Moggridge studied industrial design from 1962 to 1965 at Central St Martins College of Art and Design, London,[10] in 1965, he went to the US to find opportunities as a designer and landed his first job as a designer for the American Sterilizer Co. in Erie, Pennsylvania, designing hospital equipment. In 1969, Moggridge returned to London to study typography and communications.[11]

Moggridge Associates

In 1969 in London, Moggridge founded his first company, Moggridge Associates, in the top floor of his home. His first industrial design to reach the market was a toaster for Hoover UK. In 1972, he worked on his first computer project, a Mini Computer for Computer Technology Ltd, UK, that was not produced. In 1973, another Hoover UK design, for a space heater, got on the cover of a UK design magazine.[11]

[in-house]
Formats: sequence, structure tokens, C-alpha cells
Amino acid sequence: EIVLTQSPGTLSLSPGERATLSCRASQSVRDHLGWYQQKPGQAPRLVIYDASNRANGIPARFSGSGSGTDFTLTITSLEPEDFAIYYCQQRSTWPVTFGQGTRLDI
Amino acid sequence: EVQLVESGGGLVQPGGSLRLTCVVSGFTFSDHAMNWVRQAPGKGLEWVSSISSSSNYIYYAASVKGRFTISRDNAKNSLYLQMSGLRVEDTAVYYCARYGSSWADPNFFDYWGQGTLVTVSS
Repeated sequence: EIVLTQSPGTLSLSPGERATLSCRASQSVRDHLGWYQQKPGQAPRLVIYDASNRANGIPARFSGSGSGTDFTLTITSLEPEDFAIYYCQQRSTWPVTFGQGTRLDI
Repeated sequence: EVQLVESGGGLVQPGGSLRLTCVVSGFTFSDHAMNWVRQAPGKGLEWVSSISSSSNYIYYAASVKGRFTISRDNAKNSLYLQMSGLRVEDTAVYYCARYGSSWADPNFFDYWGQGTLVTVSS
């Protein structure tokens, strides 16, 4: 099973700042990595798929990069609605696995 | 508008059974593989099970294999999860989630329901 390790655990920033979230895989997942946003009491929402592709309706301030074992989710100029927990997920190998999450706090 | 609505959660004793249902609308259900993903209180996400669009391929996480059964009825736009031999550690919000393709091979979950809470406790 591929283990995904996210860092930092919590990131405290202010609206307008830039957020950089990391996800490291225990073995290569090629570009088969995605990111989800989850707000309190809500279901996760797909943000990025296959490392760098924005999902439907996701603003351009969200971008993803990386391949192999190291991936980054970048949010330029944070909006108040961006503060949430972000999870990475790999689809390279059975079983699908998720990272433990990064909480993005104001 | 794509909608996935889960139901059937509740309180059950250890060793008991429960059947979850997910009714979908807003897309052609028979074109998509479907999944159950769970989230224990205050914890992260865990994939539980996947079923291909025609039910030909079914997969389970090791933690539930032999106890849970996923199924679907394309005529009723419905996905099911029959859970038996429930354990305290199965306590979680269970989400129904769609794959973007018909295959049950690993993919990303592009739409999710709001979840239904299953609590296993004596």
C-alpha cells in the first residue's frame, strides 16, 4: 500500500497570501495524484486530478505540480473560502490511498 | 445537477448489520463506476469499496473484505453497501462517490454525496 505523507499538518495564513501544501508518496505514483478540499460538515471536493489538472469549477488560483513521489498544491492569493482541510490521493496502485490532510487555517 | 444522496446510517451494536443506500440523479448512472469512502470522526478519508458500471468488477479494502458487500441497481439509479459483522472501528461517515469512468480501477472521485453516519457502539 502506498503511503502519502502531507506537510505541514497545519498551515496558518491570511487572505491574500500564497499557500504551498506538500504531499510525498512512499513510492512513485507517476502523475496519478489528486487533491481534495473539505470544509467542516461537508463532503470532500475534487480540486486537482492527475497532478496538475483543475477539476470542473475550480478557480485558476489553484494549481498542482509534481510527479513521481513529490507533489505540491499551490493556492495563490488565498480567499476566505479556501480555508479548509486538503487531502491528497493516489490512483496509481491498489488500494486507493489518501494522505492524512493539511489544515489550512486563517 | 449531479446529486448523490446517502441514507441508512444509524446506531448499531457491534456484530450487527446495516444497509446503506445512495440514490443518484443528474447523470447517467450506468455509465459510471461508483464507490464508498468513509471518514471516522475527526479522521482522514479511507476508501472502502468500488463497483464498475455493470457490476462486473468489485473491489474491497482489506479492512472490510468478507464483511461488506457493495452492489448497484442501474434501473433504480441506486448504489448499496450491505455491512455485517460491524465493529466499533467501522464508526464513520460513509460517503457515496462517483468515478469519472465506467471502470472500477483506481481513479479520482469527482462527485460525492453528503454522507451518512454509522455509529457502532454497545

ID Two

Moggridge returned to the US in 1979 to open another office, called ID Two, first located in Palo Alto, California.[3] An early client was GRiD Systems, for whom he designed what is widely regarded as the first laptop computer, the GRiD Compass. This was the first portable computer with a display that closed over the keyboard, a patented innovation that GRiD licensed for many years. It retailed at $8,150 (£5,097) and flew on board every Space Shuttle mission from 1983 to 1997.[5][12]
In 1982, designer Mike Nuttall joined ID Two from the London office, and worked on another portable computer project for Convergent Technologies. Because of the potential for conflict of interest, Nuttall left ID Two to form his own firm in Palo Alto, Matrix Product Design.
In this period, Moggridge also began teaching in Stanford University's Product Design Program, where he met fellow teacher David Kelley, who had his own engineering design firm, David Kelley Design.